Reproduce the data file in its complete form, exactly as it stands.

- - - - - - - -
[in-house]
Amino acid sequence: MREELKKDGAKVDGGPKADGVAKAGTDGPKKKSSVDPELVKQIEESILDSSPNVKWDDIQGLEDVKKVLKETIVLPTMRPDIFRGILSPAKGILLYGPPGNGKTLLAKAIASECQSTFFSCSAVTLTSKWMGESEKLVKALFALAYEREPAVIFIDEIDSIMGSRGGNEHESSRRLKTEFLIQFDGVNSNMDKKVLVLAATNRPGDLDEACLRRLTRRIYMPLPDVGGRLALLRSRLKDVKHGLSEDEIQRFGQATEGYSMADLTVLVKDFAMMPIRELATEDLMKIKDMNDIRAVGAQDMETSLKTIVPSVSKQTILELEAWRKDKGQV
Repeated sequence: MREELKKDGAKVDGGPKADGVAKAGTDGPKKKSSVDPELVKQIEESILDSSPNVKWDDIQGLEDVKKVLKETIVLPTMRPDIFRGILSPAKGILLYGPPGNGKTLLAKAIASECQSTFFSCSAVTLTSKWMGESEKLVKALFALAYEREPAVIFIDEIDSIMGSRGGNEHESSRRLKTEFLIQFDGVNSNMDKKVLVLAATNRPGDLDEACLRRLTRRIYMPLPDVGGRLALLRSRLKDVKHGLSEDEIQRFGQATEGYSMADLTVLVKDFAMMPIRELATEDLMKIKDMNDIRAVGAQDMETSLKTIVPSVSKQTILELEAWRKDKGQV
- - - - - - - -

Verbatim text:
[in-house]
Amino acid sequence: MREELKKDGAKVDGGPKADGVAKAGTDGPKKKSSVDPELVKQIEESILDSSPNVKWDDIQGLEDVKKVLKETIVLPTMRPDIFRGILSPAKGILLYGPPGNGKTLLAKAIASECQSTFFSCSAVTLTSKWMGESEKLVKALFALAYEREPAVIFIDEIDSIMGSRGGNEHESSRRLKTEFLIQFDGVNSNMDKKVLVLAATNRPGDLDEACLRRLTRRIYMPLPDVGGRLALLRSRLKDVKHGLSEDEIQRFGQATEGYSMADLTVLVKDFAMMPIRELATEDLMKIKDMNDIRAVGAQDMETSLKTIVPSVSKQTILELEAWRKDKGQV
Repeated sequence: MREELKKDGAKVDGGPKADGVAKAGTDGPKKKSSVDPELVKQIEESILDSSPNVKWDDIQGLEDVKKVLKETIVLPTMRPDIFRGILSPAKGILLYGPPGNGKTLLAKAIASECQSTFFSCSAVTLTSKWMGESEKLVKALFALAYEREPAVIFIDEIDSIMGSRGGNEHESSRRLKTEFLIQFDGVNSNMDKKVLVLAATNRPGDLDEACLRRLTRRIYMPLPDVGGRLALLRSRLKDVKHGLSEDEIQRFGQATEGYSMADLTVLVKDFAMMPIRELATEDLMKIKDMNDIRAVGAQDMETSLKTIVPSVSKQTILELEAWRKDKGQV